"It says left on green only. Unless you are blind or you don't know how to read, both of which cases you don't need to be behind the wheel, you will have drivers sitting there, cabbies especially, blowing their horn like, 'Move on!' Move on for what? You can't move on until the light changes. I see a lot of that."
Tougher laws now on the books may help everyone go with the flow, if the laws are matched by enforcement. The Chicago City Council last week increased fines for bicyclists who flout traffic laws. Current fines of $25 for all minor traffic offenses will increase to between $50 and $200, depending on the violation.
Motorists who endanger bicyclists also face stiffer penalties under the amended traffic laws, officials said. The fine for leaving a vehicle door open in traffic doubles to $300. The fine for opening a vehicle door in the path of a cyclist also doubles, to $1,000. Some 250 "dooring" accidents were reported in the city last year.
Last year in the city, 1,675 crashes between vehicles and bicycles were reported, police said.
CDOT is set to begin another experiment on Friday — a bicycle-sharing rental service aimed at putting more bicycles on city streets, in part to provide a new option to commuters making connections at CTA and Metra rail stations.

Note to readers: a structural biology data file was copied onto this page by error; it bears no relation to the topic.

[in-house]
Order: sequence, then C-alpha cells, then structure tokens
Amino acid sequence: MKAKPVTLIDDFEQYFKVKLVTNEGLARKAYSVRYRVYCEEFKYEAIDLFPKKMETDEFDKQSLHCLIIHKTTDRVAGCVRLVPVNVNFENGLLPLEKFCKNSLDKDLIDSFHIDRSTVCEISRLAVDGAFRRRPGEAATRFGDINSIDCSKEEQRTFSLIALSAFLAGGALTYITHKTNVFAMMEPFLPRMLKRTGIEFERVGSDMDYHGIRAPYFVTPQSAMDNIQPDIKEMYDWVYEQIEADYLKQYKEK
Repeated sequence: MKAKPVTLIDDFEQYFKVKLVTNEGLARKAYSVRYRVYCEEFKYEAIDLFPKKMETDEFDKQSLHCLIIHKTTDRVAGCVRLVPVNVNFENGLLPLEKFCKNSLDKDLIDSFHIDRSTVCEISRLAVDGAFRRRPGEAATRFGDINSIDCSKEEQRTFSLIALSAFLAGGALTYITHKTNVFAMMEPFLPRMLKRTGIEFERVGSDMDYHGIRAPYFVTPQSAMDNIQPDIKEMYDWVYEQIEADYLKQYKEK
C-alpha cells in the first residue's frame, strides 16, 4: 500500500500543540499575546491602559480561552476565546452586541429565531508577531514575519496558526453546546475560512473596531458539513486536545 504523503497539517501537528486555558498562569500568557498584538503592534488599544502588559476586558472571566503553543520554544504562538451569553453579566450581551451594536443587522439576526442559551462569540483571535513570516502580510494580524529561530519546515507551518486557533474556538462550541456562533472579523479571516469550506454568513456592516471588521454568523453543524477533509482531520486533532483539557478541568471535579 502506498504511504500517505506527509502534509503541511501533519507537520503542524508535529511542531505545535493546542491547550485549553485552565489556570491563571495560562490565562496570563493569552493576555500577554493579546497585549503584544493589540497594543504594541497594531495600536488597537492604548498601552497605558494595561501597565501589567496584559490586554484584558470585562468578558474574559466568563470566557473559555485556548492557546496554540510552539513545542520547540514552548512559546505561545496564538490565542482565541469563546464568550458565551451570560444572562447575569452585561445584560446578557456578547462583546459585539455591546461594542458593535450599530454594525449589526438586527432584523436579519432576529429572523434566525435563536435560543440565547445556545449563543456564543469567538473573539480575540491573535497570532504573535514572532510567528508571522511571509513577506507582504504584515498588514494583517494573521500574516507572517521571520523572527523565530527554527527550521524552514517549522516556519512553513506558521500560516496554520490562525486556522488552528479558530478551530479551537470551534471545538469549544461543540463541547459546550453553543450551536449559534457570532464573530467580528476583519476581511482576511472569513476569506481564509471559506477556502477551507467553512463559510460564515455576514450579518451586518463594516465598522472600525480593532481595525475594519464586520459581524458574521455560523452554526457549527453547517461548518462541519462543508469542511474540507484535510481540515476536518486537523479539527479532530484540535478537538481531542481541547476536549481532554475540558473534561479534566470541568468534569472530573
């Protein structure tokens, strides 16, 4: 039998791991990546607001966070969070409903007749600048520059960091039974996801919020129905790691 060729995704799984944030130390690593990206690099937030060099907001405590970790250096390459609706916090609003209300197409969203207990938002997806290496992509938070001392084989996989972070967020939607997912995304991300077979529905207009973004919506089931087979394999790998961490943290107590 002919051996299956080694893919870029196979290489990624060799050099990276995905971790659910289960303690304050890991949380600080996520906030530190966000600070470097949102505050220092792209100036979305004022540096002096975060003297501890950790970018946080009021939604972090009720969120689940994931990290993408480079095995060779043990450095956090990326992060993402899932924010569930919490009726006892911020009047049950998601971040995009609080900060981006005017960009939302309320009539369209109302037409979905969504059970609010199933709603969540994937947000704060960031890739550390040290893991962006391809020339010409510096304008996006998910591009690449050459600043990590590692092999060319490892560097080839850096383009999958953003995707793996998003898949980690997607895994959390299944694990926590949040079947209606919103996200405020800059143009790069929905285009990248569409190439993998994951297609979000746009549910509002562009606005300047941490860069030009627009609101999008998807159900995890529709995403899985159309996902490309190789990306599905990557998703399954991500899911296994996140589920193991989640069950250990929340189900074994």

The program, called Divvy, will start with 40 docking stations downtown, expanding to 75 stations by the end of June, 300 by the end of August and a total of 400, including in some city neighborhoods, by next spring, CDOT said.
"Knowing that one of the biggest fears many people have about riding to work is the feeling it's less than safe to bicycle in the Loop, we wanted to have a major thoroughfare for bikes ahead of the bike-share launch," Klein said.
He said the city has a heightened responsibility to provide safe routes for cyclists with the introduction of bike-sharing, which will be managed by a private contractor, Alta Bicycle Share Inc.
More protected bicycle lanes are scheduled for installation this summer, including on heavily biked sections of Milwaukee Avenue and Clybourn Street, according to CDOT.
The city currently has about 30 miles of protected and buffered bike lanes, more than 130 miles of standard bike lanes marked by pavement stripes and about 40 miles of marked shared vehicle-bike lanes, CDOT said.
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